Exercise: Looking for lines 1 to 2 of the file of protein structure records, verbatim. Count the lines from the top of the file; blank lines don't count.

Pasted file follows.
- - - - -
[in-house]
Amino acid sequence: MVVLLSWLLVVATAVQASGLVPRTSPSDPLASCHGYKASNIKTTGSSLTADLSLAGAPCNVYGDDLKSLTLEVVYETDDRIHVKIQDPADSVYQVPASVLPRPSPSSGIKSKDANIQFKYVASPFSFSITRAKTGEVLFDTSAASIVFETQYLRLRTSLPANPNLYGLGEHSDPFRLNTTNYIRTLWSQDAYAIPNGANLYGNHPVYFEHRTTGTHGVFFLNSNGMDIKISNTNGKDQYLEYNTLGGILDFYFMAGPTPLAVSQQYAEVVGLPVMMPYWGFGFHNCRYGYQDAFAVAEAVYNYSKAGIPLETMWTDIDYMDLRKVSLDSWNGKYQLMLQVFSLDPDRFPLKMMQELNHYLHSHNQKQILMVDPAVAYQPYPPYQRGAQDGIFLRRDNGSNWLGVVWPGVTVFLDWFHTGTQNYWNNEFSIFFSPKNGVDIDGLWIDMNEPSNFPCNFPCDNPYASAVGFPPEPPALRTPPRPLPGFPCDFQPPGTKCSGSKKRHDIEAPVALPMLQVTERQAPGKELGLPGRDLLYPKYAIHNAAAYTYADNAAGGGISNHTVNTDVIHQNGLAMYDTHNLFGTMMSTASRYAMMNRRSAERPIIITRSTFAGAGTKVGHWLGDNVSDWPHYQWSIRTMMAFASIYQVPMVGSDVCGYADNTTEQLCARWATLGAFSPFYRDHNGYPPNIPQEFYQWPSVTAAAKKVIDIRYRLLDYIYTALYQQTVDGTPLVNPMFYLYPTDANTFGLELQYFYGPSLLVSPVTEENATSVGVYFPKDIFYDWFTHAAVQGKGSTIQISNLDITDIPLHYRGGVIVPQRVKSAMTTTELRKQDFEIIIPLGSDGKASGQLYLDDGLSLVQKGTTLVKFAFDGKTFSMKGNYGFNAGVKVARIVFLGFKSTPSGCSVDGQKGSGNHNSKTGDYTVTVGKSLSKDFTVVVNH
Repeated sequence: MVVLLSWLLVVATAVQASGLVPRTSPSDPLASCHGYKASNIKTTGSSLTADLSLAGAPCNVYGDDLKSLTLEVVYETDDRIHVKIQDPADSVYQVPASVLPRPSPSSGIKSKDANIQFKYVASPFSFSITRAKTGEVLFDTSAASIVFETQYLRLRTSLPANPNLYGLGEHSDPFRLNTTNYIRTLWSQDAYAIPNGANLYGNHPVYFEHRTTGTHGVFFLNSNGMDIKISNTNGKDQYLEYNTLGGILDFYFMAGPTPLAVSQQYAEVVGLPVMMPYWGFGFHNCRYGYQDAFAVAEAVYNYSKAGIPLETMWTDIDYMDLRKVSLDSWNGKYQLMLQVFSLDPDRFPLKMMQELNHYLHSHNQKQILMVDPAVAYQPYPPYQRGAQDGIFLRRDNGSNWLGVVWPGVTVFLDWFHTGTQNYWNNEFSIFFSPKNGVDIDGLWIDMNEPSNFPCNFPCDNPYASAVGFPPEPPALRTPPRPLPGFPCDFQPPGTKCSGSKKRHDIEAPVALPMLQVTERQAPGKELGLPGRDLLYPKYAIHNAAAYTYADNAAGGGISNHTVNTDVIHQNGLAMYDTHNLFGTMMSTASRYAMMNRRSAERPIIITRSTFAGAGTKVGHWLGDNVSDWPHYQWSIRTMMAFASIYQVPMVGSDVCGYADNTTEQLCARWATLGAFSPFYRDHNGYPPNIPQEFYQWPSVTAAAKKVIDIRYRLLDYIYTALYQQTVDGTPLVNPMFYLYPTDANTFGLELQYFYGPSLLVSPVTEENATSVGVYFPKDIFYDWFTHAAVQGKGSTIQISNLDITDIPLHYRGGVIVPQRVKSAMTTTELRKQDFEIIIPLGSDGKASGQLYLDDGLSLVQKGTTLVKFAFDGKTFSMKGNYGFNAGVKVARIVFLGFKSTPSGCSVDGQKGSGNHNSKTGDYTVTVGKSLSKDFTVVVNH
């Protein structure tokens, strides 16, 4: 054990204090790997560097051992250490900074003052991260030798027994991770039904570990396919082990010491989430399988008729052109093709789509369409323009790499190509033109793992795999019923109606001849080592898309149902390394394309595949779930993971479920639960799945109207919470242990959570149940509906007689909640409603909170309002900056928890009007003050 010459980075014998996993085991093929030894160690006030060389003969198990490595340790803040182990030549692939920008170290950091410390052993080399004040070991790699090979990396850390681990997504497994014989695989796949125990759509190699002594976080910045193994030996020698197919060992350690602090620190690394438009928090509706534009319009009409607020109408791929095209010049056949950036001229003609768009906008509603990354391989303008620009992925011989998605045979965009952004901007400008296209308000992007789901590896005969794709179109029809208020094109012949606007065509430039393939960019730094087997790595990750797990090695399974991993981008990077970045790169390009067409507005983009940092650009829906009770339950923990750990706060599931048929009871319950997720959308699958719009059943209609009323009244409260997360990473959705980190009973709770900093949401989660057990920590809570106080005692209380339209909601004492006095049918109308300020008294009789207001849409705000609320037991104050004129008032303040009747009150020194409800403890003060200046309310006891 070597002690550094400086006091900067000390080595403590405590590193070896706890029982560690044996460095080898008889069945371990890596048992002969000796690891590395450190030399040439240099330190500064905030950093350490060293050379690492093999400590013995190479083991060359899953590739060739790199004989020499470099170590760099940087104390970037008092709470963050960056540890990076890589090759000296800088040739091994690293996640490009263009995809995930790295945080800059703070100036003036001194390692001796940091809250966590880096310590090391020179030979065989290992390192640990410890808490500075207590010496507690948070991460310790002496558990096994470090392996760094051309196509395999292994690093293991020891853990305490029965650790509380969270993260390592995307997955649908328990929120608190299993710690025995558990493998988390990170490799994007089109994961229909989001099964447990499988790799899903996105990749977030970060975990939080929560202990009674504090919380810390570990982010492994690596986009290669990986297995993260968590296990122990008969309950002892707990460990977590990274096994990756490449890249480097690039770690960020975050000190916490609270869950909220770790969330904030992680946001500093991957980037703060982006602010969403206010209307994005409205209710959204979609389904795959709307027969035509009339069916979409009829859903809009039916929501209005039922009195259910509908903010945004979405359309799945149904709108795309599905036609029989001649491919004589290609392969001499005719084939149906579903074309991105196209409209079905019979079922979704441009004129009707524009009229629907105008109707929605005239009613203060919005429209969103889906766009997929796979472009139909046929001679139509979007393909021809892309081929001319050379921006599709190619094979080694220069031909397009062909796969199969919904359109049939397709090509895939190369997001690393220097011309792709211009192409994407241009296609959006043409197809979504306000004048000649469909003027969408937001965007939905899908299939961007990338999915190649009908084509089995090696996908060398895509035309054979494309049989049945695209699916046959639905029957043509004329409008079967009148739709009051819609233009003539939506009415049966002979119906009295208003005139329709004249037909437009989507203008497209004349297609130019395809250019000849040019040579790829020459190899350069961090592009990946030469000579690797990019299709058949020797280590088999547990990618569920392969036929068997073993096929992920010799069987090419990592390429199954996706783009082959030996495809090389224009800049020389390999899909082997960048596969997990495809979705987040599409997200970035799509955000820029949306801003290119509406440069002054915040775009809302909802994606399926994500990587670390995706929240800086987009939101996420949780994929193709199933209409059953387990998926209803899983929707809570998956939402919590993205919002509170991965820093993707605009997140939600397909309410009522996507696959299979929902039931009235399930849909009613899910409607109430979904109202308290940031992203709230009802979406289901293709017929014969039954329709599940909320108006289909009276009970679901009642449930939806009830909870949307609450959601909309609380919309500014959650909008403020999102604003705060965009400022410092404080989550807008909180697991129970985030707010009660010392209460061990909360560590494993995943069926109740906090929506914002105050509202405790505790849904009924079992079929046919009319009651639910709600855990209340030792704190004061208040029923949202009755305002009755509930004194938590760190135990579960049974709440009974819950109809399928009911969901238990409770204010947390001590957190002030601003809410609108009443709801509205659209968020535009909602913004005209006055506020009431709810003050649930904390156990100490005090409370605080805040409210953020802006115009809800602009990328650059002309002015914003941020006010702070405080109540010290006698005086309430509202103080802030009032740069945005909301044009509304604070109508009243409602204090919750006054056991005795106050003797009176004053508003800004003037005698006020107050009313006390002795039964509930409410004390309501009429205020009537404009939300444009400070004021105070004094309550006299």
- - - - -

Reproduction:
[in-house]
Amino acid sequence: MVVLLSWLLVVATAVQASGLVPRTSPSDPLASCHGYKASNIKTTGSSLTADLSLAGAPCNVYGDDLKSLTLEVVYETDDRIHVKIQDPADSVYQVPASVLPRPSPSSGIKSKDANIQFKYVASPFSFSITRAKTGEVLFDTSAASIVFETQYLRLRTSLPANPNLYGLGEHSDPFRLNTTNYIRTLWSQDAYAIPNGANLYGNHPVYFEHRTTGTHGVFFLNSNGMDIKISNTNGKDQYLEYNTLGGILDFYFMAGPTPLAVSQQYAEVVGLPVMMPYWGFGFHNCRYGYQDAFAVAEAVYNYSKAGIPLETMWTDIDYMDLRKVSLDSWNGKYQLMLQVFSLDPDRFPLKMMQELNHYLHSHNQKQILMVDPAVAYQPYPPYQRGAQDGIFLRRDNGSNWLGVVWPGVTVFLDWFHTGTQNYWNNEFSIFFSPKNGVDIDGLWIDMNEPSNFPCNFPCDNPYASAVGFPPEPPALRTPPRPLPGFPCDFQPPGTKCSGSKKRHDIEAPVALPMLQVTERQAPGKELGLPGRDLLYPKYAIHNAAAYTYADNAAGGGISNHTVNTDVIHQNGLAMYDTHNLFGTMMSTASRYAMMNRRSAERPIIITRSTFAGAGTKVGHWLGDNVSDWPHYQWSIRTMMAFASIYQVPMVGSDVCGYADNTTEQLCARWATLGAFSPFYRDHNGYPPNIPQEFYQWPSVTAAAKKVIDIRYRLLDYIYTALYQQTVDGTPLVNPMFYLYPTDANTFGLELQYFYGPSLLVSPVTEENATSVGVYFPKDIFYDWFTHAAVQGKGSTIQISNLDITDIPLHYRGGVIVPQRVKSAMTTTELRKQDFEIIIPLGSDGKASGQLYLDDGLSLVQKGTTLVKFAFDGKTFSMKGNYGFNAGVKVARIVFLGFKSTPSGCSVDGQKGSGNHNSKTGDYTVTVGKSLSKDFTVVVNH